Terminology - Another factor to consider is the definitions used to describe vaccination status. Public Health Ontario defines vaccination status based on immunity achieved 14 days after any second dose (Ontario Ministry of Health, 2021), contradicting at least one company using an mRNA platform, Pfizer, that in the Phase III trial asserted that immunity can be established after 7 days (Thomas & Moreira et al., 2021). From such discrepancies, it seems likely that fully vaccinated individuals will be considered partially vaccinated up to 14 days after their vaccination, and individuals receiving their first dose will typically be categorized as unvaccinated up to 14 and even 21 days later. These overlapping definitions confound interpretation of outcomes as many vaccinated individuals will be classified as unvaccinated, thus inflating the numbers of the latter and making it difficult to distinguish differences in disease status and health outcomes (e.g., infection, hospitalization, deaths) among vaccinated and unvaccinated patients. It would have been morea ccurate if the unvaccinated category had excluded those who have been vaccinated to any level.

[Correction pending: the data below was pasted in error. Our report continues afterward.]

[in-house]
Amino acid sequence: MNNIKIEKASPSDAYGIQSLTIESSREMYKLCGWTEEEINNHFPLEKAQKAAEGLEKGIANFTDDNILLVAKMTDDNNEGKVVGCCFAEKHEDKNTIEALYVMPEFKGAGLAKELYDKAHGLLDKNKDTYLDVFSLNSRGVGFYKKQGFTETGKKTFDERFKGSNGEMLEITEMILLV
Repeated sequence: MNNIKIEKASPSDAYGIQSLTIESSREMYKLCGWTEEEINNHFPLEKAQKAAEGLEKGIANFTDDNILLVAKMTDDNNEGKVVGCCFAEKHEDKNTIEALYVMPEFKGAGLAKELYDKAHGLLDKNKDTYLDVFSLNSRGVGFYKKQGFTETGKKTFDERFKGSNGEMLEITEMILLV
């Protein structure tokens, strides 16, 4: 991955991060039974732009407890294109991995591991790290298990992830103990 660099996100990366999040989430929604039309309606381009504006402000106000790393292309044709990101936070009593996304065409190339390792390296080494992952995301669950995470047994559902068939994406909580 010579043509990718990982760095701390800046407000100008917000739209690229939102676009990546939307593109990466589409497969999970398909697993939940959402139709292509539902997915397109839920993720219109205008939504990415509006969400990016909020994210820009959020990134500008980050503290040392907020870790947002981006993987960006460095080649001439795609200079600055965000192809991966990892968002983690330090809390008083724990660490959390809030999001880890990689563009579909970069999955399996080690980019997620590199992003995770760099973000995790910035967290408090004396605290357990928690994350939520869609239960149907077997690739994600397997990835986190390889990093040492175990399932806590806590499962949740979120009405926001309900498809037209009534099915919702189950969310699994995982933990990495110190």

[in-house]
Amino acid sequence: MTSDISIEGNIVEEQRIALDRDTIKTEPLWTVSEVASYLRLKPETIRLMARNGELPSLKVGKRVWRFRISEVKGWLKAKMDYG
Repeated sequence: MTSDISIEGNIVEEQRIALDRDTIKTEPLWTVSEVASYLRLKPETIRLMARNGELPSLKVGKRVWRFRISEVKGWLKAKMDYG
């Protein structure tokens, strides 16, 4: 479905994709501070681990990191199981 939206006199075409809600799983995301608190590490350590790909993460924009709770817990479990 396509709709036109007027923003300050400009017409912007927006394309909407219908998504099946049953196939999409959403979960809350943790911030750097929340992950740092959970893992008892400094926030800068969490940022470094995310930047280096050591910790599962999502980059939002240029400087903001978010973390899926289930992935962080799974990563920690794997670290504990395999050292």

Monitoring Protocols - The main test used to date in Ontario and elsewhere in Canada is the PCR (Polymer Chain Reaction) assay, a test which supposedly detects genetic fragments of the SARS-CoV-2 virus in tested individuals. Of note, if the cycle threshold (Ct) —the number of times a sample of material from a swab taken from a given person is amplified—typically set at 35 or above in COVID-19 testing, the likelihood of false positivity is already too high and likely to create the false impression of an infection where none exists (Mina & Peto et al., 2021). This biasing factor has been acknowledged by the CDC (Centers for Disease Control and Prevention, 2021). A Ct cut-off for positivity at or above 35 cycles (Public Health Ontario officially uses a Ct of 35) (Public Health Ontario, 2021a) may result in up to an 85% false positive rate (Public Health Ontario, 2020). If these Ct levels are then used to describe “cases”, and asymptomatic low probability persons comprise most of tests conducted, the resulting data will inevitably generate inflated case numbers in that population. Moreover, someone with COVID-19 may only be infectious between 4 and 8 days after exposure to the virus, but may test “positive” for about 22 to3 3 days, introducing the serious possibility that a single infection may be recorded as more than one case (Mina & Peto et al., 2021). Given our current vaccine mandate environment, unvaccinated individuals often have to undergo systematic asymptomatic testing by their employers (CBC News, 2021; Government of Ontario Ministry of Health, 2021; Herhalt, 2021; Pringle, 2021). This increase in sampling is likely to result in higher case counts in this population where the standard PCR Ct levels being applied for COVID-19 testing are likely to generate many false positives. In addition, as noted above, poorly designed data collection systems may result in multiple counts of the same infection (Goodfield, 2021; Public Health Ontario, 2021b). Further, it remains unclear whether there are differences in testing requirements between hospitalized individuals based on vaccination status. Added to these constraints, it is well established that SARS CoV-2 is transmitted more readily in communal living environments such as hospitals (Morawska & Tang et al., 2020). For these reasons, when interpreting COVID-19 hospital data, it is essential to distinguish between individuals who were in the hospital for some non-COVID-19 related reason and then happened to test positive for SARS CoV-2 as compared persons who were hospitalized because of a COVID-19 infection.